Prey (novel)

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Prey (Michael Crichton novel - cover art).jpg
First edition cover
AuthorMichael Crichton
CountryUnited States
GenreScience fiction,
Techno-thriller, horror, nanopunk
Publication date
November 25, 2002
Media typePrint (hardcover)
Preceded byTimeline 
Followed byState of Fear 

Prey is the thirteenth novel by Michael Crichton under his own name and the twenty-third overall. It was first published in November 2002, making it his first novel of the twenty-first century. An excerpt was first published in the January–February 2003 issue of Seed magazine. Prey brings together themes from two earlier Crichton best-selling novels, Jurassic Park and The Andromeda Strain and serves as a cautionary tale about developments in science and technology, in particular, nanotechnology, genetic engineering, and distributed artificial intelligence.

The book features relatively new advances in the computing/scientific community, such as artificial life, emergence (and by extension, complexity), genetic algorithms, and agent-based computing. Fields such as population dynamics and host-parasite coevolution are also at the heart of the novel.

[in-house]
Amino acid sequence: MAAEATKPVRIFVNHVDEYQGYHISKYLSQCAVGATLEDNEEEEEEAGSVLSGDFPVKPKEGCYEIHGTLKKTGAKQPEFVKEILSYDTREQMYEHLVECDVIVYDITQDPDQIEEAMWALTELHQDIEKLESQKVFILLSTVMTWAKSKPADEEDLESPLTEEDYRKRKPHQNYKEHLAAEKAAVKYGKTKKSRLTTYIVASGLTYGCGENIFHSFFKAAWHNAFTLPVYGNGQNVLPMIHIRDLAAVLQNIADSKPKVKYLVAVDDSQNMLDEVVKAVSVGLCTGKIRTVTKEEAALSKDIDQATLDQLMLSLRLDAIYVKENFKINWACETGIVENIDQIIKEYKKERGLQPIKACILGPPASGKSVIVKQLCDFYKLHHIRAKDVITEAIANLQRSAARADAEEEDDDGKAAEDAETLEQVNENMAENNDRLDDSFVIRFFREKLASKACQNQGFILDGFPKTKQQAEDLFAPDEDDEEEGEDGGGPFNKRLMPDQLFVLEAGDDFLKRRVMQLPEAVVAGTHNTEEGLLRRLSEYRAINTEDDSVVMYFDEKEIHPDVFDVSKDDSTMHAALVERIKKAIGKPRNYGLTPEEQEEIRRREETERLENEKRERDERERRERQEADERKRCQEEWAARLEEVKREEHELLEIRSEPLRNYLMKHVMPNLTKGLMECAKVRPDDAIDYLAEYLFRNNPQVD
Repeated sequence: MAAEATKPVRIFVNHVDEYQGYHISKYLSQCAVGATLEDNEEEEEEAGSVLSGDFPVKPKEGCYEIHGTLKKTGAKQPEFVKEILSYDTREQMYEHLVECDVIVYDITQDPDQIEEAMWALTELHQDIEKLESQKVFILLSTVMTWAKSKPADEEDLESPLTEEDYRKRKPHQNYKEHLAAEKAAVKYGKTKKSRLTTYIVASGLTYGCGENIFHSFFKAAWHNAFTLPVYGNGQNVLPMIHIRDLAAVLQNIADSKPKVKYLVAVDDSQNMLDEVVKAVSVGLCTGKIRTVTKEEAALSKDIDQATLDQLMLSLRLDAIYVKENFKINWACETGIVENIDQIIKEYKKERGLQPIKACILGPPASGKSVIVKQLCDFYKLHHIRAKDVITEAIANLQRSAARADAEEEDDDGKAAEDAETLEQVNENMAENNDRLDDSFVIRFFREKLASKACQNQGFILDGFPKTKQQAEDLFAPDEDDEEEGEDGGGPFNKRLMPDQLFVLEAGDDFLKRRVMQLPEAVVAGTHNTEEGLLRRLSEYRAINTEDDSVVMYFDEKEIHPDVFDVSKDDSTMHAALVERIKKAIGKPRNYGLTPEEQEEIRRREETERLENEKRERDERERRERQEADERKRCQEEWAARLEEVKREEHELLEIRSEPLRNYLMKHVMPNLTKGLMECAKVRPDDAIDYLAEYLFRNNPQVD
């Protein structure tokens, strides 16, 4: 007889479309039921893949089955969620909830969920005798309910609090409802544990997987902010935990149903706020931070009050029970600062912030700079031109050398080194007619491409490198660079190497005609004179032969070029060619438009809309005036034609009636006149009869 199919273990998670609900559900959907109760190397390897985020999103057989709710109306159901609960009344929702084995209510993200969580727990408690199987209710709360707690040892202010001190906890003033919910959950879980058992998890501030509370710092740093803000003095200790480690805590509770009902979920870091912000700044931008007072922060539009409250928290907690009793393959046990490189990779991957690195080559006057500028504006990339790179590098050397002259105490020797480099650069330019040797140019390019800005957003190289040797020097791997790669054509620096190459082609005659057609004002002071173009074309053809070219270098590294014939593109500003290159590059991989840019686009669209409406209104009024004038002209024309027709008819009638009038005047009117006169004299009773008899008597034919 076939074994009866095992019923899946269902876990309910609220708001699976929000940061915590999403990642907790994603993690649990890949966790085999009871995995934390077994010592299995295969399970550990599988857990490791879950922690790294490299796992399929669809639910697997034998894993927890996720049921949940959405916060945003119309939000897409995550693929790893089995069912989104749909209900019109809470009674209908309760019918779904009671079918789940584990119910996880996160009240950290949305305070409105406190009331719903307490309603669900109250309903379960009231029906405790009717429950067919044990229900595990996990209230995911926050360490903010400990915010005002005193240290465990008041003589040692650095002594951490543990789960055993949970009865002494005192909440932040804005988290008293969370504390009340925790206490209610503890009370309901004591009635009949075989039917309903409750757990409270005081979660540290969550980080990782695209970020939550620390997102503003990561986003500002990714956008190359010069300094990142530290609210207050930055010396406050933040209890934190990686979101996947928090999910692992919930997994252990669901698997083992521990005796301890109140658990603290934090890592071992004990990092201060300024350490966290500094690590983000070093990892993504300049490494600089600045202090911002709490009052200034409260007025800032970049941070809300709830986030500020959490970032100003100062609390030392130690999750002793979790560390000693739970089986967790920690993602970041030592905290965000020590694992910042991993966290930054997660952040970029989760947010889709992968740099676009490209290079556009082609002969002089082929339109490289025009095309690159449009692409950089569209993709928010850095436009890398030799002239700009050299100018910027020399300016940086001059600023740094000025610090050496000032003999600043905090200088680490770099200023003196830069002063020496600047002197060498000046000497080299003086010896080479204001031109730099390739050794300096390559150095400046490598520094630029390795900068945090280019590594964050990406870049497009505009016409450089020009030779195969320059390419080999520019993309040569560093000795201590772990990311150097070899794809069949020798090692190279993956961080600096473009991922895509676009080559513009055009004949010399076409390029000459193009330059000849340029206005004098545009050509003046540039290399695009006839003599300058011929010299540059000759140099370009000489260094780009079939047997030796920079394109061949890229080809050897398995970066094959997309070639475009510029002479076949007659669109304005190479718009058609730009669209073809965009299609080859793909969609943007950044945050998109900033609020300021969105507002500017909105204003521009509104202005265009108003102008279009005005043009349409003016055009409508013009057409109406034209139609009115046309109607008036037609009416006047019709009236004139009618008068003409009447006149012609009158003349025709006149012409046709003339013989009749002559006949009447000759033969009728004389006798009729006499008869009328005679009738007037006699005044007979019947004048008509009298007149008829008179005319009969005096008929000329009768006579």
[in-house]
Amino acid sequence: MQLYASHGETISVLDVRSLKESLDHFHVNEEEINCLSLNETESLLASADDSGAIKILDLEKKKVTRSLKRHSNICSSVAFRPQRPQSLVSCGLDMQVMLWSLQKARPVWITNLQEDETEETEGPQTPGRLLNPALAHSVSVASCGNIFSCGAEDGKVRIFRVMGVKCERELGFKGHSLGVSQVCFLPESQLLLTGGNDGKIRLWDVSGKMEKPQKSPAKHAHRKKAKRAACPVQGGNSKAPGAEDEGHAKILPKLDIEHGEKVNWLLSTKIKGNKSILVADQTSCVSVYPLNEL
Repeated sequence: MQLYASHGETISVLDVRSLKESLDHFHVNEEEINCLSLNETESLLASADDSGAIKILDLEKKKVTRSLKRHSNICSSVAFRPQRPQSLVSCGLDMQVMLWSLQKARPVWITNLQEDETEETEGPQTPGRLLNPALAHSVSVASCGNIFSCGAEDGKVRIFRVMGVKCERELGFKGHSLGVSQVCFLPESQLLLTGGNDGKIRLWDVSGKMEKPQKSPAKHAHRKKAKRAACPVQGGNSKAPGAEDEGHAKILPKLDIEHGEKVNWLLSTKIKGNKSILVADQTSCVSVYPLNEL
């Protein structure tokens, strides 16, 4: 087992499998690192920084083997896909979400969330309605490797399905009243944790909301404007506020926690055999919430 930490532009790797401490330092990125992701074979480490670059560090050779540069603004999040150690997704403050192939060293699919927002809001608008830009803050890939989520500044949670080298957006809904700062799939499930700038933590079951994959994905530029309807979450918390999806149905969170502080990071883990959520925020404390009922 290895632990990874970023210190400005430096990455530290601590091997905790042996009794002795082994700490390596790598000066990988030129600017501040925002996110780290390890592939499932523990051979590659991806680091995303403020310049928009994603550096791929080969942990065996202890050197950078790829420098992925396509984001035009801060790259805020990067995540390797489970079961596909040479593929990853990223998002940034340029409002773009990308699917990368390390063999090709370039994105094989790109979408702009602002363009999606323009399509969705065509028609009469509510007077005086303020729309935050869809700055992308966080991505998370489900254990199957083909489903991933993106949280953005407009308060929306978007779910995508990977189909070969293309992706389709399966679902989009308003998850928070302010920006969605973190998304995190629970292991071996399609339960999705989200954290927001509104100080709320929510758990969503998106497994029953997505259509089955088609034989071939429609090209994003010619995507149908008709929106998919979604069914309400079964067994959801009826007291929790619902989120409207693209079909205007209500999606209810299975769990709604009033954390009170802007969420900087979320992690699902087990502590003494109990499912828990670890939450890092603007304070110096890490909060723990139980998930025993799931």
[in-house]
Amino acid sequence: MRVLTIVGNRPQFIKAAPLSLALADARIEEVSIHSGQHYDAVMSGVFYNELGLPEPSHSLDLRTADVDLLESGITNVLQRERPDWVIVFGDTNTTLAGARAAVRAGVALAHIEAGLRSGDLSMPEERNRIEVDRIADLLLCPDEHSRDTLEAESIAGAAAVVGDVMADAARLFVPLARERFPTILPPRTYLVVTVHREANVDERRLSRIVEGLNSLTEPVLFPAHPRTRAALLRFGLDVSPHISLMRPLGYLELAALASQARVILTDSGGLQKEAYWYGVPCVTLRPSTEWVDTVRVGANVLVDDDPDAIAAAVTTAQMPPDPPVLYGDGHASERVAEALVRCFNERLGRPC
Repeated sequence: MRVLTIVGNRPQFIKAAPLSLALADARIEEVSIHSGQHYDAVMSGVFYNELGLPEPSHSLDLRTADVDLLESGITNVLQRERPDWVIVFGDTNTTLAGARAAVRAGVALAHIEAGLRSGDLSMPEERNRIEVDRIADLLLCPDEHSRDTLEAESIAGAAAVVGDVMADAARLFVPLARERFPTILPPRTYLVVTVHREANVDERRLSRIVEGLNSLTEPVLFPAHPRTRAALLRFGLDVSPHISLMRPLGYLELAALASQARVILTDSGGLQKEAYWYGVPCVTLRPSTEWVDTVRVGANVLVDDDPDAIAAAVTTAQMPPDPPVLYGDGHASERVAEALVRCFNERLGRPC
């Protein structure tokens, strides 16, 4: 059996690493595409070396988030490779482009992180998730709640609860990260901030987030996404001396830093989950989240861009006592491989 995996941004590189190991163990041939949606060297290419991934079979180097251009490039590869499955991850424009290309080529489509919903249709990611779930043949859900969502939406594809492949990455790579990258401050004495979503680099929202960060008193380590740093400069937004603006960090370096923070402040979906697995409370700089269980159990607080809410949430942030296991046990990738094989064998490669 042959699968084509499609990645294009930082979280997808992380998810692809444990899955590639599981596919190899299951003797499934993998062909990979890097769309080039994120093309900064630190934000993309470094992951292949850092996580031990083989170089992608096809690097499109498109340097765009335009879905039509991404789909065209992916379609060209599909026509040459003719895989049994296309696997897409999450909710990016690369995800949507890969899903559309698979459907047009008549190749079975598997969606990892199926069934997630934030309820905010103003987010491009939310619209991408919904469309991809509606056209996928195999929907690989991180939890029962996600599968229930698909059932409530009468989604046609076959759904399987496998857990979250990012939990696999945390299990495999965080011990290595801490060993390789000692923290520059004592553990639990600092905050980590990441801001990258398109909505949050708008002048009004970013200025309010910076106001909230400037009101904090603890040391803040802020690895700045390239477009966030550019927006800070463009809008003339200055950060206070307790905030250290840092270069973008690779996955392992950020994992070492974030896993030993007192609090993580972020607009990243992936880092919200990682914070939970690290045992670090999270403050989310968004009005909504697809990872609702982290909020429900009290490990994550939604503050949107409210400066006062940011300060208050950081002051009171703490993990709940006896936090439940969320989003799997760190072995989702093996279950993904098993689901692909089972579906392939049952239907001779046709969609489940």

Film rights to the book were purchased by 20th Century Fox.[1]

Plot summary[edit]

The novel is narrated by the protagonist Jack Forman, an unemployed software programmer taking the role of a house husband. His wife Julia serves as a high ranking executive at a nanorobotics company called Xymos and claims to be working on a new revolutionary imaging technology, which takes up most of her time. She grows distant to Jack and her family, and he believes she is having an affair.

One night, Julia shows Jack a video of the Xymos nanobots being put into a human test subject. Jack is impressed, but becomes more suspicious when he notices the video was not made on the day she claimed.

Later in the night, their baby Amanda awakens in agony as her body turns red. Jack takes her to the hospital, but the doctors cannot identify the cause of her pain. She is given an MRI, and suddenly her pain stops and the skin changes disappear. Bewildered, Jack returns home to a strangely indifferent Julia who leaves in a hurry, claiming to go on an urgent business trip.

Strange events lead Jack to suspect something bigger is going on: their son Eric claims he saw "silver men" cleaning the house in the middle of the night, Jack finds a strange device underneath Amanda's bed, memory chips on their son's MP3 player turn to dust, and Julia becomes abusive to her family as well as seen driving with an unidentifiable passenger. Julia is injured in a car crash, and Jack is recruited to consult at Xymos, as the project manager, Ricky, is having issues with the nanobots.